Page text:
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Quantitative vs. Qualitative Market Research and Why You Need Both

Market research is crucial to seeing the environment your business operates in, but it can be difficult to know where to start, much less mount a truly effective campaign. One challenge is choosing the best methods to use. Let’s review the two main research methods, their best uses, and how they work together to give you truly insightful results over the long run.

Quantitative Research—Getting the numbers right

If you’ve ever seen a news story about the latest political polling, you’ve seen the results of quantitative research. It’s called quantitative because it involves quantifiable, objective data, and it can lead to accurate, objective conclusions.

This type of research usually relies on questionnaires and surveys with a series of closed questions. By “closed” we mean the opposite of “open-ended.” Though good quantitative surveys do include some open-ended questions most answers will take forms like these:

● Yes or no

● A number-based answer (“How many times do you purchase this product in a typical month?”)

● A number on a 1 to 5 or 1 to 10 rating scale

● A word-based rating such as “strongly disagree, satisfied, highly satisfied,” etc.

● A word-based answer that expresses a hard fact instead of an opinion, such as “What model did you purchase?”

A survey can be delivered in any number of ways, whether face to face, via web-based services like SurveyMonkey, over the phone, or by giving the survey respondent a number to call.

Quantitative surveys are excellent for:

● Pre-launch market research

● Price setting

● Customer satisfaction

● Segmentation

● A/B Testing

● Seeing changes in attitude over time, which is why they feature in political polling.

Another benefit of quantitative surveys is that the ability to boil the responses down to numbers makes it possible to see cause and effect more clearly. There's a reason so many major retail and food service corporations include a survey phone number or QR code on their register receipts. As they serve millions each day, even a small response rate provides mountains of data they can analyze to see trends in customer relations.

Not all quantitative data comes from surveys. Any data from a reliable, objective, measurable source—such as website visits, downloads, or even sales data for particular products or locations—can be analyzed for important patterns.

Qualitative Research—For insights beyond the numbers

While quantitative research is about gaining insight from data, qualitative research gains insight from observation and inquiry. Usually, it’s derived from focus groups or individual interviews.

Qualitative research is best for understanding motives and experiential details. It’s not strictly about exploring emotions but can reveal how customer behavior (and views of your brand) are tied to emotional states and do so in ways even the best quantitative survey can’t.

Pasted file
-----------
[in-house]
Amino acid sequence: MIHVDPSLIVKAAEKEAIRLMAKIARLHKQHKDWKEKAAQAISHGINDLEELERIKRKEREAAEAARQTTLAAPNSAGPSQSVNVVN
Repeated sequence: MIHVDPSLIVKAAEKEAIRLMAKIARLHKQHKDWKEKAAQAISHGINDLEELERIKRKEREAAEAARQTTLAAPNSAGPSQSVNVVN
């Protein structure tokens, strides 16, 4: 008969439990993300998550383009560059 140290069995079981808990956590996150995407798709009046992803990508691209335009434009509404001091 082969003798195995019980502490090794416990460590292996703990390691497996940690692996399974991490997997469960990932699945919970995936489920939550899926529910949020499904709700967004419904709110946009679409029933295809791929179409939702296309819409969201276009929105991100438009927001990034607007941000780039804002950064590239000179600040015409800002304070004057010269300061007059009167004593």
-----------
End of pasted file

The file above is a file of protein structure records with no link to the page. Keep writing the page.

In addition to giving you insight to motives and emotions, quantitative research can help you:

● Predict how a new offering will fit into the typical customer’s life or business activities

● Reveal the issues that are driving phenomena you’re seeing in quantitative data. For example, learning why sales for a particular product are higher or lower in a certain market segment.

● Gain a broader understanding of the customer’s relationship with your brand beyond purchase decisions, allowing you to improve their experience across your whole enterprise.

The value of these insights is a good reason to include an open-ended qualitative question or two in every quantitative survey. At the very least, surveys should include an “additional comments” section where a respondent can provide insights you might not receive otherwise.

Using both types to get the best results

Qualitative and quantitative research aren’t just two sides of the same coin, they can be used in a cycle in which one refines the other.

The information gleaned from focus groups can help you choose better questions for your quantitative inquiries. After a round of quantitative data gathering and analysis, you will have opportunities to fill in context that makes it clear why you’re seeing the behavior reflected in that data; for this, you’ll need qualitative research.

As each method gives you information and shows you what you should be seeking with the other, your picture of your market becomes more clear at every step, empowering you to make better decisions and better serve your customers.

Looking for help with market research?

At V2, we’ve provided full service marketing for over 25 years, and can provide the expertise you need. Get in touch with us today, and let’s see how we can improve your market research together.


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